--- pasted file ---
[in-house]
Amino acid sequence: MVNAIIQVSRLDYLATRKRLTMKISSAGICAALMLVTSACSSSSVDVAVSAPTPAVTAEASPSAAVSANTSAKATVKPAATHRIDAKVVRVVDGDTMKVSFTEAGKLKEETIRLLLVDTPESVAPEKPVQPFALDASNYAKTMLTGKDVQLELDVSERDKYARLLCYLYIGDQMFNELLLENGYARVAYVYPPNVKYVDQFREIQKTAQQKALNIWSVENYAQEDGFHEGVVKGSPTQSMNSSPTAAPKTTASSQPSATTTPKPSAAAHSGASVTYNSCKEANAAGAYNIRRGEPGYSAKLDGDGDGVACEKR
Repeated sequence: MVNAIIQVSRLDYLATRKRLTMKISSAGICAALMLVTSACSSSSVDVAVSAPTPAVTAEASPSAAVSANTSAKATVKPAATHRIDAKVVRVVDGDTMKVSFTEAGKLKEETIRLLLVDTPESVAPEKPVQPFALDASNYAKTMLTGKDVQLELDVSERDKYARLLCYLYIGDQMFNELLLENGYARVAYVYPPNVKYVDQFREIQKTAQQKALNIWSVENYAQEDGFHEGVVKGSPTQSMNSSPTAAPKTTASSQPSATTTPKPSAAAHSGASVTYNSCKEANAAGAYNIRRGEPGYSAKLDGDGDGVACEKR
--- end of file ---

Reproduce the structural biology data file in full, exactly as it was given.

[in-house]
Amino acid sequence: MVNAIIQVSRLDYLATRKRLTMKISSAGICAALMLVTSACSSSSVDVAVSAPTPAVTAEASPSAAVSANTSAKATVKPAATHRIDAKVVRVVDGDTMKVSFTEAGKLKEETIRLLLVDTPESVAPEKPVQPFALDASNYAKTMLTGKDVQLELDVSERDKYARLLCYLYIGDQMFNELLLENGYARVAYVYPPNVKYVDQFREIQKTAQQKALNIWSVENYAQEDGFHEGVVKGSPTQSMNSSPTAAPKTTASSQPSATTTPKPSAAAHSGASVTYNSCKEANAAGAYNIRRGEPGYSAKLDGDGDGVACEKR
Repeated sequence: MVNAIIQVSRLDYLATRKRLTMKISSAGICAALMLVTSACSSSSVDVAVSAPTPAVTAEASPSAAVSANTSAKATVKPAATHRIDAKVVRVVDGDTMKVSFTEAGKLKEETIRLLLVDTPESVAPEKPVQPFALDASNYAKTMLTGKDVQLELDVSERDKYARLLCYLYIGDQMFNELLLENGYARVAYVYPPNVKYVDQFREIQKTAQQKALNIWSVENYAQEDGFHEGVVKGSPTQSMNSSPTAAPKTTASSQPSATTTPKPSAAAHSGASVTYNSCKEANAAGAYNIRRGEPGYSAKLDGDGDGVACEKR